Bill Withers Album Reviews
It’s very difficult to discuss this enduring 1970’s acoustic soul singer without referencing one of my favourite jokes, so let’s get it out of the way first, shall we?
How do you turn a duck into a soul singer?
Put it in the microwave until its bill withers.
Withers was a relatively late comer to the music industry – he spent his twenties working in manual jobs like manufacturing aeroplane toilets. His debut Just As I Am was released in 1971, at the age of 32, and contained the iconic ‘Ain’t No Sunshine’. 1972’s more confident Still Bill followed in 1972, and contained another standard in ‘Lean On Me’.
At this point I’ve only covered Withers’ first two studio albums, and Live At Carnegie Hall, primarily because I’ve never seen copies of his later albums – even his first two albums were unreleased on CD for a long time. Withers continued having hits like ‘Lovely Day’ and ‘Just The Two Of Us’, before bowing out of the music industry with 1985’s Watching You Watching Me – interestingly, a local band had a huge New Zealand hit with a cover of that album’s ‘Sweet Lovers In The Night’ in 1988.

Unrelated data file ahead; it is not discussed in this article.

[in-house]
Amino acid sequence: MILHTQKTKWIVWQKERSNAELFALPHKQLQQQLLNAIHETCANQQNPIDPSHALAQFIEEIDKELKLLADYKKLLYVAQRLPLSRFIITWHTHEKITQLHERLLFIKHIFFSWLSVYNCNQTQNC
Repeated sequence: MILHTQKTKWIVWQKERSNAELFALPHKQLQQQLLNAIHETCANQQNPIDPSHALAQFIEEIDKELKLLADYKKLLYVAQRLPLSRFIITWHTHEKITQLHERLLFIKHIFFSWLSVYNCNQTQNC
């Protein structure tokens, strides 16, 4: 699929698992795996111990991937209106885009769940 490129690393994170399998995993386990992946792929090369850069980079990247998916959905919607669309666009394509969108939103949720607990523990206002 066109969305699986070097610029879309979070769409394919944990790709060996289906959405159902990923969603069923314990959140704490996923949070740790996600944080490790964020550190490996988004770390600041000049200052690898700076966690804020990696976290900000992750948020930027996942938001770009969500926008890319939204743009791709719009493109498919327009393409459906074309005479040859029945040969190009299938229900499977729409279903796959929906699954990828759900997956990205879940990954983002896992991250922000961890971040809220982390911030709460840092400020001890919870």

Withers’ music is eminently likable – he exudes a wisdom and humility that’s rare in popular music. His early records transcend genres intuitively – he’s bridging the gap between acoustic singer-songwriter and soul. While his catalogue arguably isn’t as deep and rich as some of his contemporaries, his early albums are excellent and among the best of their era.
Five Favourite Bill Withers’ Songs
Ain’t No Sunshine
Lean On Me
Who Is He (And What Is He to You)